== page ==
Monday, November 15, 2010

Quick Takes: Henrietta's Table and il Casale

My mother came into town this weekend a few days early for a conference, which gave Anna and I the opportunity to try out a couple of restaurants that had been sitting on our "to eat at" list for a while.   First off, we ate at Henrietta's Table as a sort of spur of the moment decision (thank goodness for the Open Table app) after giving her a several hour long walking tour of Cambridge... and I have to say that the dining exerience was exceptional. For those unfamiliar with it, Henrietta's Table is a farm-to-table/locavore's delight... they actually mark the items on the menu that are from local sources... similarly indicate whether wines are organic and made with sustainable practices...  and present seasonal locally inspired cuisine. I guess that may be overly trendy and verging on preachy to some, but I think it's a nice touch...  and it's not like they're in your face about it... they just are giving you some additional information to make your dining choices...  and who can complain about that? Even if you hate locavorism and want it to die, they've conveniently labeled which items are not local so that you can do the most damage to our environment and local food system. Everybody wins!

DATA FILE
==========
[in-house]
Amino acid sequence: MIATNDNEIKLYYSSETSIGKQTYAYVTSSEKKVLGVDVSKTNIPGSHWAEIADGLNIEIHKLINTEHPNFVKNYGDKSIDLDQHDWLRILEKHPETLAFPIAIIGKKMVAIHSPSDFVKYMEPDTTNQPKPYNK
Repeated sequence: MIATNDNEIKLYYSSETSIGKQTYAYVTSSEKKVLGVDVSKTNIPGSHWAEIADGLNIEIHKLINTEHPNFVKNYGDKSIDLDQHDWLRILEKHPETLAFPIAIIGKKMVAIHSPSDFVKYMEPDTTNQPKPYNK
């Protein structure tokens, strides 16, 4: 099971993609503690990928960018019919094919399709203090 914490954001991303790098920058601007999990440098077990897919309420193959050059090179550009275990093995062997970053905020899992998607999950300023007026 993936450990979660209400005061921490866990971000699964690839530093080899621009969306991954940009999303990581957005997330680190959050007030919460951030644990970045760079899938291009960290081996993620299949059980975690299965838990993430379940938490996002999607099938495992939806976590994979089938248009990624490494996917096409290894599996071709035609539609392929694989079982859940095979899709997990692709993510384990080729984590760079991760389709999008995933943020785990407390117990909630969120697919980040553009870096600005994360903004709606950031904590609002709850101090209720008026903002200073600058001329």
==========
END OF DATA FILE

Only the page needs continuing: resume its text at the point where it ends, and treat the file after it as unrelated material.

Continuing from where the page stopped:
Here's the short take of our Henrietta's Table experience: loved the variety and quality of salads they offer with local cheeses. Unfortunately I discovered I'm not as enamored with fresh figs (neither is God apparently) as I am with dried, but that's obviously not the chef's fault... you roll the dice with a menu item you're not sure about and sometimes you are (only slightly) disappointed. C'est la vie.  On the other hand, everyone enjoyed their main course quite a bit...  though I'll note for vegetarians (i.e. Anna) that there is only one option (though it's got both quinoa AND farro - yay hipster grains!)... for me in particular, I found my dish of pulled lamb shank to be exquisite. For dessert, I (sort of) abstained, sampling both the pumpkin pie and bread pudding my mother and Anna ordered... each was quite good, but I absolutely loved the bread pudding... though I've got a real soft spot for that dish (you'll find it located around my midsection). I'll note that we were there quite early...  around 5:30 when they open for dinner... and it had only really started to fill up when we were leaving, but I have to wonder whether the high ceilings and wide open layout would be overly noisy on a busy night. Uncertain, but it's something to think on.  One additional (important) thing: they offer two ($25) and three ($32) course "yard sales" Sunday through Thursday... and being that their main courses are priced in that neighborhood, this strikes me as the deal of the century... we'll certainly be back during the week sometime in the future to try it out.